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suggest i have a template function like following:

template<class T>
void doSomething()
{
    T a; // a is correctly initialized if T is a class with a default constructor
    ...
};

But variable a leaves uninitialized, if T is a primitive type. I can write T a(0), but this doesn't work if T is a class. Is there a way to initialize the variable in both cases (T == class, T == int, char, bool, ...)?

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1 Answer 1

up vote 14 down vote accepted

Like so:

T a{};

Pre-C++11, this was the simplest approximation:

T a = T();

But it requires T be copyable (though the copy is certainly going to be elided).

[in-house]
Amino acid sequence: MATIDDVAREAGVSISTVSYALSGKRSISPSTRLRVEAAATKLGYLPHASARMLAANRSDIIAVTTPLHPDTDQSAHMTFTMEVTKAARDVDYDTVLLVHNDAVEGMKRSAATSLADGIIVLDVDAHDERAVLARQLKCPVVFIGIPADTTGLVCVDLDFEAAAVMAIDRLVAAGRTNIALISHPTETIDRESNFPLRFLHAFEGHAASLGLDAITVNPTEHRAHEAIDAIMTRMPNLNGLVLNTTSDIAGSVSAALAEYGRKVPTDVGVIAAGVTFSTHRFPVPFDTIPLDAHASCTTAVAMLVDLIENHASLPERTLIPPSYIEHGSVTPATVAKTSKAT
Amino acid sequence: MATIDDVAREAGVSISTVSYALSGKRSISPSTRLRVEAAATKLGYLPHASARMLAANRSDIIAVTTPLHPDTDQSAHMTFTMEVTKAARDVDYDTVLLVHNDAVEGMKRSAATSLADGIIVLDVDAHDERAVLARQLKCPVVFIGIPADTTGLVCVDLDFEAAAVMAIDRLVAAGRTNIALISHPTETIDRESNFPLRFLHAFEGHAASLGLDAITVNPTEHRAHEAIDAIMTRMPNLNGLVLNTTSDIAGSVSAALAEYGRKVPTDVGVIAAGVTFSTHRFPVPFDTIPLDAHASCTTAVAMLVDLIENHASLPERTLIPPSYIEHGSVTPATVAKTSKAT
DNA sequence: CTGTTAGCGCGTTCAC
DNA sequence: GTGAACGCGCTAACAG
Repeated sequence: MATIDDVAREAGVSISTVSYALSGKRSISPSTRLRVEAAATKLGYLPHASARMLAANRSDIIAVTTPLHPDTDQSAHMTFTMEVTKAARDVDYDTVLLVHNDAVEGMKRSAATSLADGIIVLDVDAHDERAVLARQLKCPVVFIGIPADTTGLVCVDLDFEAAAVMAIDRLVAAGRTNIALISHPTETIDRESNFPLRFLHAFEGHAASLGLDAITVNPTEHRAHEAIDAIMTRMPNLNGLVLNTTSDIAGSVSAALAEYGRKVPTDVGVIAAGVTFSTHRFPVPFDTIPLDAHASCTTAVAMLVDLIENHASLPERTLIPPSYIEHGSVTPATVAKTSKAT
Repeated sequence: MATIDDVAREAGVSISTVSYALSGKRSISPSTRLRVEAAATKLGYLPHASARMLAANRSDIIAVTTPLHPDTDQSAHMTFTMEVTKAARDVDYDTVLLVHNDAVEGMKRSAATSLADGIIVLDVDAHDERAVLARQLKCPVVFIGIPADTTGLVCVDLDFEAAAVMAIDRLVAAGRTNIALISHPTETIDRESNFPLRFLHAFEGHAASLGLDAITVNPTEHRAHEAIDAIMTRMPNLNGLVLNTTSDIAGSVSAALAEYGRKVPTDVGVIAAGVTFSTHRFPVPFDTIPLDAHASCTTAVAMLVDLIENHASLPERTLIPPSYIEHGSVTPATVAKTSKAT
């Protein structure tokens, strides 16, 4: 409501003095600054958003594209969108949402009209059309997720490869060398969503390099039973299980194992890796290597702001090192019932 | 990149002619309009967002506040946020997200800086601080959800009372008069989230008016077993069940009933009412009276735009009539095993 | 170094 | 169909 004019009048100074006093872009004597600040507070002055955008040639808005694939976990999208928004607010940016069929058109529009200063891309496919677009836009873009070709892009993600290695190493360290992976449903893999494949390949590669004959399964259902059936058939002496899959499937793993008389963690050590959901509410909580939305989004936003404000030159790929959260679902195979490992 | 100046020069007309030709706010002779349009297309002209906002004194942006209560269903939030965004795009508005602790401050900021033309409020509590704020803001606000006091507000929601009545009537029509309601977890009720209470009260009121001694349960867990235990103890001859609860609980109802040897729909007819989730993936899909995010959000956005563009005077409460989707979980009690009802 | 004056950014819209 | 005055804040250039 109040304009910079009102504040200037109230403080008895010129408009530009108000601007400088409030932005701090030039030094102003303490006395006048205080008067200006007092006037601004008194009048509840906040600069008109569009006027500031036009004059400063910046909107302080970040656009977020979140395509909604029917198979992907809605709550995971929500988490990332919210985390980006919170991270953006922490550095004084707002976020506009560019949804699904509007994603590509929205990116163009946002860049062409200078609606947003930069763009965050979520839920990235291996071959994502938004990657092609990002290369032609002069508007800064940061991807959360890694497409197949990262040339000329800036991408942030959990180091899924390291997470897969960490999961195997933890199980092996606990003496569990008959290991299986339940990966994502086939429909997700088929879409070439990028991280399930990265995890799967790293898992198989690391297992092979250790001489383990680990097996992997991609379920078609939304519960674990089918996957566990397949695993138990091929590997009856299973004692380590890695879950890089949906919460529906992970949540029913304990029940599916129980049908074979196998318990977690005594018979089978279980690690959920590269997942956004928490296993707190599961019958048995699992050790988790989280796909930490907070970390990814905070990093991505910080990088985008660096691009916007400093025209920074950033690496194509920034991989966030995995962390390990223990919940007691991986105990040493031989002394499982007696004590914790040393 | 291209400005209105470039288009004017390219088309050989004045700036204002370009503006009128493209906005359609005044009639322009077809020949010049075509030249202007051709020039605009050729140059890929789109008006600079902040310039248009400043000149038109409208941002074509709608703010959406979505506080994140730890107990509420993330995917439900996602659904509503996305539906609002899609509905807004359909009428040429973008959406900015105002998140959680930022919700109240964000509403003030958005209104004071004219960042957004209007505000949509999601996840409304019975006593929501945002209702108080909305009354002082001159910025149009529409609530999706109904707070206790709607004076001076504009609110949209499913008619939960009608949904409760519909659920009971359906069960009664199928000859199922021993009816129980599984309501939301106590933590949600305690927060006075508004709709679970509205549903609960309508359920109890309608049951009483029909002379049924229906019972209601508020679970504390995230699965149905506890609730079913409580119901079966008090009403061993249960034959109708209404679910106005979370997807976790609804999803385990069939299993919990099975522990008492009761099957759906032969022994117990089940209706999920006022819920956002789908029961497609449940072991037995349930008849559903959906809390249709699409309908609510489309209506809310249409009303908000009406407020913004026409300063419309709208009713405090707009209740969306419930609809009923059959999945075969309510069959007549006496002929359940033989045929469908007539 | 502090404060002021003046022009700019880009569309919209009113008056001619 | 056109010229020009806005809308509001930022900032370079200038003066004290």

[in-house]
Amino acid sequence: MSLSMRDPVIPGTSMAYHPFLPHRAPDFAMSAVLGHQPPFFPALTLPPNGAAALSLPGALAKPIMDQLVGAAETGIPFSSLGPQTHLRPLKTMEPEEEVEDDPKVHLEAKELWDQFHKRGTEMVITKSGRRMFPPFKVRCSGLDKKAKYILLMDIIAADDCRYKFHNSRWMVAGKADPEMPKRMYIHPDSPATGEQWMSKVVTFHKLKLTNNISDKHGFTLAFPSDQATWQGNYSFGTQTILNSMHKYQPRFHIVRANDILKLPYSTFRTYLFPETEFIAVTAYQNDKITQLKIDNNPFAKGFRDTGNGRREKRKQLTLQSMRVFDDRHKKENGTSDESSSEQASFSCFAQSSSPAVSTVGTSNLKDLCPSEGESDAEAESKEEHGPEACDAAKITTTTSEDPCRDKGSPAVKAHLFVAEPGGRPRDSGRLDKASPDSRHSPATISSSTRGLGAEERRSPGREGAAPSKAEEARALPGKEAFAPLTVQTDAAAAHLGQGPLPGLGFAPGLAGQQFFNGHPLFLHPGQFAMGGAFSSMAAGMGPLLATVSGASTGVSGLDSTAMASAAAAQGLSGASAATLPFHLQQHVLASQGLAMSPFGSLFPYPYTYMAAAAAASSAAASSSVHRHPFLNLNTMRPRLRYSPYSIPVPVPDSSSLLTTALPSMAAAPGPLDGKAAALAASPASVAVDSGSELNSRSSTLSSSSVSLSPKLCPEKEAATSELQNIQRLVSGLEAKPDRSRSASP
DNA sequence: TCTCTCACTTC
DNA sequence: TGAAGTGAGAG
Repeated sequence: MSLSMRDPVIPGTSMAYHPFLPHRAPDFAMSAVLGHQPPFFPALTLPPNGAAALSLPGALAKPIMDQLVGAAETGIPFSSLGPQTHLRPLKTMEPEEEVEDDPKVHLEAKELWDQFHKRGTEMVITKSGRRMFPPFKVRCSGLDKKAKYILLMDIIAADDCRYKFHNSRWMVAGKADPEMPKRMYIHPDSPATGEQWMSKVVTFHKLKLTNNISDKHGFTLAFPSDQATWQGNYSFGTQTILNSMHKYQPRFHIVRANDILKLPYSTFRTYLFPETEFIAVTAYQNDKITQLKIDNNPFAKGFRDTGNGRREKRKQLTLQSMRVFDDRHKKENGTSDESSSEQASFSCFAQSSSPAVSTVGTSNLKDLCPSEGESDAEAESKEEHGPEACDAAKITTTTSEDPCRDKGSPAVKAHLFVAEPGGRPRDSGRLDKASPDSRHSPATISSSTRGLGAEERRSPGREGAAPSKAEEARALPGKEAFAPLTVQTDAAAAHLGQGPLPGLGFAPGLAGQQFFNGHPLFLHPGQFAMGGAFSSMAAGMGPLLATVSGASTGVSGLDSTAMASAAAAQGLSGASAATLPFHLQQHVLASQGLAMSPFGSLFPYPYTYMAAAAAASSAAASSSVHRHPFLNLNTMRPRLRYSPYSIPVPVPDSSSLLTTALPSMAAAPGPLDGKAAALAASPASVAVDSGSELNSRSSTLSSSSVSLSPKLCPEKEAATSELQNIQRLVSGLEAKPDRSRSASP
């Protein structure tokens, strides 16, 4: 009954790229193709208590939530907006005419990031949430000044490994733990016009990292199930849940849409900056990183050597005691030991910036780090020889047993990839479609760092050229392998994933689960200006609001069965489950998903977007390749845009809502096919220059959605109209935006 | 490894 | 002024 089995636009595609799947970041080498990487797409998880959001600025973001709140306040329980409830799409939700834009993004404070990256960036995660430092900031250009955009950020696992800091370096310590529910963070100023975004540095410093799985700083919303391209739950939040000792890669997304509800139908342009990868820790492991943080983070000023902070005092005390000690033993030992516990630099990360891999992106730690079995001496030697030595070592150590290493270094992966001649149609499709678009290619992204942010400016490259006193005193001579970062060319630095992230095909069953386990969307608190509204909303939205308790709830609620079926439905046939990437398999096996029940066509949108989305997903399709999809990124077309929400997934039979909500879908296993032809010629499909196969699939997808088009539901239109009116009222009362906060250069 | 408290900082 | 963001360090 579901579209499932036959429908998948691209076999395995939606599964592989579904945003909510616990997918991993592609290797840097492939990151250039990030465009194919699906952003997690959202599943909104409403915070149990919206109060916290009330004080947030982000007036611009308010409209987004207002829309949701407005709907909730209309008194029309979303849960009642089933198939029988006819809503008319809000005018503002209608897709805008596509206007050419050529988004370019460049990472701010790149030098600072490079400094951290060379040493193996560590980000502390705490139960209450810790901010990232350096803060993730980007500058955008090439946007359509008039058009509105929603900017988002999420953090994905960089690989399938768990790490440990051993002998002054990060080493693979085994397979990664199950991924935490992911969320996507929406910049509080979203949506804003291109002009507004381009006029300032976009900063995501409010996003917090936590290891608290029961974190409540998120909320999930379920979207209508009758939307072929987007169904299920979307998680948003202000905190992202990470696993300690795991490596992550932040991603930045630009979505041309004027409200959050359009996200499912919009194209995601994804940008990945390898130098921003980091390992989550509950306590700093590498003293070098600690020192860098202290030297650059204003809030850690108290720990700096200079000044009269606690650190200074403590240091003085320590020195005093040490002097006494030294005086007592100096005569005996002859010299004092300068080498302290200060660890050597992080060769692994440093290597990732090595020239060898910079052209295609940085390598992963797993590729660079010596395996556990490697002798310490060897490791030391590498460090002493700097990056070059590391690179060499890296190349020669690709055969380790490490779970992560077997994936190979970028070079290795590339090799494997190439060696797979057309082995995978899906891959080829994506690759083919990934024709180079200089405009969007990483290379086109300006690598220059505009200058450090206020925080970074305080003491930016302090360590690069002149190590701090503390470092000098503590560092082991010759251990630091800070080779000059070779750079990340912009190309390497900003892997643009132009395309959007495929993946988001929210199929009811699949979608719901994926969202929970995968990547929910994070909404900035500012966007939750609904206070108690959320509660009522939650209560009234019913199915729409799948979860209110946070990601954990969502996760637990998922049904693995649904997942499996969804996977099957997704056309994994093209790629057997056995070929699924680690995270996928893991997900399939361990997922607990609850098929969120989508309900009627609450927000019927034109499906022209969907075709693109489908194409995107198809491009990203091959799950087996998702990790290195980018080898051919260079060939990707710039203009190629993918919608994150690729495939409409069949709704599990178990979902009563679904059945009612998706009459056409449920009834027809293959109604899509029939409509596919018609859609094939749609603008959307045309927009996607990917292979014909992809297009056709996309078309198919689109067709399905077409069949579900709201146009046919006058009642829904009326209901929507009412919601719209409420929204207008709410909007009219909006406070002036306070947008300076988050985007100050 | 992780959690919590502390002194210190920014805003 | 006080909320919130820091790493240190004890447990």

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Thanks, don't know why i didn't remember this. –  Christian Ammer Jan 26 '10 at 22:16
    
No problem. :]. –  GManNickG Jan 26 '10 at 22:27
1  
just noticed, that something like int i = bool() does work aswell... why is this legal ?!... is bool() some kind of function in this case ? –  smerlin Jan 27 '10 at 0:30
    
btw, unsigned int i = unsigned int(); doesnt compile with GCC, but is it legal ? –  smerlin Jan 27 '10 at 0:35
1  
identity<unsigned int>::type(). Meta-parenthesizer xD –  Johannes Schaub - litb Jan 30 '10 at 1:14

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